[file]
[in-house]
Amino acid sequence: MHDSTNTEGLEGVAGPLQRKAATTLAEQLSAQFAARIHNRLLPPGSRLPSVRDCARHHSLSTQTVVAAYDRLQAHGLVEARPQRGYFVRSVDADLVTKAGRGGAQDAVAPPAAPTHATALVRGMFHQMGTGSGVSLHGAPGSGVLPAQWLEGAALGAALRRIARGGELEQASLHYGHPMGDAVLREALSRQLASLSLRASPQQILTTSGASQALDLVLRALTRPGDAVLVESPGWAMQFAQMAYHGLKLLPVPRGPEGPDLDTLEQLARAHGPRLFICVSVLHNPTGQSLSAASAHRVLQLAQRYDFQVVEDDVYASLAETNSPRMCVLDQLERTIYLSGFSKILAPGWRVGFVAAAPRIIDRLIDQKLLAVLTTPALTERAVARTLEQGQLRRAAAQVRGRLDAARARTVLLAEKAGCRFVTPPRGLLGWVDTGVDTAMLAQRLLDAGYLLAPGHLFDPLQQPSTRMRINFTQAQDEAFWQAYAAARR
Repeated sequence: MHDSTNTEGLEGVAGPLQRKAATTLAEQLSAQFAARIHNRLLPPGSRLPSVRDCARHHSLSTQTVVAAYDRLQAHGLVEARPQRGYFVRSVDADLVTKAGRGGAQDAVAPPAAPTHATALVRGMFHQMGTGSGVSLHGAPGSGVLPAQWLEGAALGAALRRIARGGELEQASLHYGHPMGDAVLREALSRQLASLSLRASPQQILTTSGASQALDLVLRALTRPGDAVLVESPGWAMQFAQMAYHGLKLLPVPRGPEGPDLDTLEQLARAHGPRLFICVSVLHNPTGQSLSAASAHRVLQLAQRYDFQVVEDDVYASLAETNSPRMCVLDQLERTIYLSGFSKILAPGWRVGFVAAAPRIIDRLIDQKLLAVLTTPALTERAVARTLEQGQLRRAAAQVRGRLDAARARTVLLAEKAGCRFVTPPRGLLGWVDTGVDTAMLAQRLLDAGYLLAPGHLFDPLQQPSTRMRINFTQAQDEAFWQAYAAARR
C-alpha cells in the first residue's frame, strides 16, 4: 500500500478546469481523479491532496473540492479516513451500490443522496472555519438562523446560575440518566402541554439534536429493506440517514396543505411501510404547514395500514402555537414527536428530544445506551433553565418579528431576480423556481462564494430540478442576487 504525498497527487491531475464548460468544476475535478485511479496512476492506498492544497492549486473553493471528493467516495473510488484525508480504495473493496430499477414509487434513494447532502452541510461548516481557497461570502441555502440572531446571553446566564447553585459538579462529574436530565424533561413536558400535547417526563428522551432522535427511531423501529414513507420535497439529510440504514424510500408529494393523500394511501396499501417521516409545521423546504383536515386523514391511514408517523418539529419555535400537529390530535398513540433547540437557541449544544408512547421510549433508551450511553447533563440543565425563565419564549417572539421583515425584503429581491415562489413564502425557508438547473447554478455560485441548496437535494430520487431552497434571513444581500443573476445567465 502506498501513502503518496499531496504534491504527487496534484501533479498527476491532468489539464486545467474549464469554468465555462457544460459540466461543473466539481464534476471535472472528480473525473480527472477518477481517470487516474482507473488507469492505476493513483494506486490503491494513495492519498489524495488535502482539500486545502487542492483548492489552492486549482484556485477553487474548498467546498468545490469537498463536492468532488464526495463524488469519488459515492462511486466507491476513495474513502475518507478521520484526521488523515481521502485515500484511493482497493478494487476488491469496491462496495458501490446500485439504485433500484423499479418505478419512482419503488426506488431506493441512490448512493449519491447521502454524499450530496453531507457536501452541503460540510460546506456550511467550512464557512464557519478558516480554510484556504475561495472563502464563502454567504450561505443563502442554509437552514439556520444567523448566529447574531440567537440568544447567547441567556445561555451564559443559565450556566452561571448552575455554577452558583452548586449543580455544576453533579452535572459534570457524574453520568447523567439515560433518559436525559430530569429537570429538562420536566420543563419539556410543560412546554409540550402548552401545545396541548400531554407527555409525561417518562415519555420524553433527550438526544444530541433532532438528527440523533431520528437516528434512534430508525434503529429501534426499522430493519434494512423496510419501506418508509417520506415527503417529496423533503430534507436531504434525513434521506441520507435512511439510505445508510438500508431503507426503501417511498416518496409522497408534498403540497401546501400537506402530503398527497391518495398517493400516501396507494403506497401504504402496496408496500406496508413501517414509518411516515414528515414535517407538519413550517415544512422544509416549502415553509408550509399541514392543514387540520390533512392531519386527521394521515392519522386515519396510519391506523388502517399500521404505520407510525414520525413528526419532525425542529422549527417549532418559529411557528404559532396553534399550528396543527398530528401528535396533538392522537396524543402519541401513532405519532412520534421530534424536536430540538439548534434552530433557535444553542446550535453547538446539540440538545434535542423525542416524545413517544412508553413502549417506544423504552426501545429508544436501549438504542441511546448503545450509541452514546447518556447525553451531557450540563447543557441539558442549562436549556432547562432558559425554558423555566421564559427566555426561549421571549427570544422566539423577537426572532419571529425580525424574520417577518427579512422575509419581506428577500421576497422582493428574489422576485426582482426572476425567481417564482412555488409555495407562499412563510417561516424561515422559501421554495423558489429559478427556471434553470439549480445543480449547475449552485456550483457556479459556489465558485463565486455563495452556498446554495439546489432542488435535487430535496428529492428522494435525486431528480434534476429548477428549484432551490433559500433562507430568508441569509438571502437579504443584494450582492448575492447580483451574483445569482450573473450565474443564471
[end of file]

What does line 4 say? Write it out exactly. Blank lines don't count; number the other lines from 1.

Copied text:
C-alpha cells in the first residue's frame, strides 16, 4: 500500500478546469481523479491532496473540492479516513451500490443522496472555519438562523446560575440518566402541554439534536429493506440517514396543505411501510404547514395500514402555537414527536428530544445506551433553565418579528431576480423556481462564494430540478442576487 504525498497527487491531475464548460468544476475535478485511479496512476492506498492544497492549486473553493471528493467516495473510488484525508480504495473493496430499477414509487434513494447532502452541510461548516481557497461570502441555502440572531446571553446566564447553585459538579462529574436530565424533561413536558400535547417526563428522551432522535427511531423501529414513507420535497439529510440504514424510500408529494393523500394511501396499501417521516409545521423546504383536515386523514391511514408517523418539529419555535400537529390530535398513540433547540437557541449544544408512547421510549433508551450511553447533563440543565425563565419564549417572539421583515425584503429581491415562489413564502425557508438547473447554478455560485441548496437535494430520487431552497434571513444581500443573476445567465 502506498501513502503518496499531496504534491504527487496534484501533479498527476491532468489539464486545467474549464469554468465555462457544460459540466461543473466539481464534476471535472472528480473525473480527472477518477481517470487516474482507473488507469492505476493513483494506486490503491494513495492519498489524495488535502482539500486545502487542492483548492489552492486549482484556485477553487474548498467546498468545490469537498463536492468532488464526495463524488469519488459515492462511486466507491476513495474513502475518507478521520484526521488523515481521502485515500484511493482497493478494487476488491469496491462496495458501490446500485439504485433500484423499479418505478419512482419503488426506488431506493441512490448512493449519491447521502454524499450530496453531507457536501452541503460540510460546506456550511467550512464557512464557519478558516480554510484556504475561495472563502464563502454567504450561505443563502442554509437552514439556520444567523448566529447574531440567537440568544447567547441567556445561555451564559443559565450556566452561571448552575455554577452558583452548586449543580455544576453533579452535572459534570457524574453520568447523567439515560433518559436525559430530569429537570429538562420536566420543563419539556410543560412546554409540550402548552401545545396541548400531554407527555409525561417518562415519555420524553433527550438526544444530541433532532438528527440523533431520528437516528434512534430508525434503529429501534426499522430493519434494512423496510419501506418508509417520506415527503417529496423533503430534507436531504434525513434521506441520507435512511439510505445508510438500508431503507426503501417511498416518496409522497408534498403540497401546501400537506402530503398527497391518495398517493400516501396507494403506497401504504402496496408496500406496508413501517414509518411516515414528515414535517407538519413550517415544512422544509416549502415553509408550509399541514392543514387540520390533512392531519386527521394521515392519522386515519396510519391506523388502517399500521404505520407510525414520525413528526419532525425542529422549527417549532418559529411557528404559532396553534399550528396543527398530528401528535396533538392522537396524543402519541401513532405519532412520534421530534424536536430540538439548534434552530433557535444553542446550535453547538446539540440538545434535542423525542416524545413517544412508553413502549417506544423504552426501545429508544436501549438504542441511546448503545450509541452514546447518556447525553451531557450540563447543557441539558442549562436549556432547562432558559425554558423555566421564559427566555426561549421571549427570544422566539423577537426572532419571529425580525424574520417577518427579512422575509419581506428577500421576497422582493428574489422576485426582482426572476425567481417564482412555488409555495407562499412563510417561516424561515422559501421554495423558489429559478427556471434553470439549480445543480449547475449552485456550483457556479459556489465558485463565486455563495452556498446554495439546489432542488435535487430535496428529492428522494435525486431528480434534476429548477428549484432551490433559500433562507430568508441569509438571502437579504443584494450582492448575492447580483451574483445569482450573473450565474443564471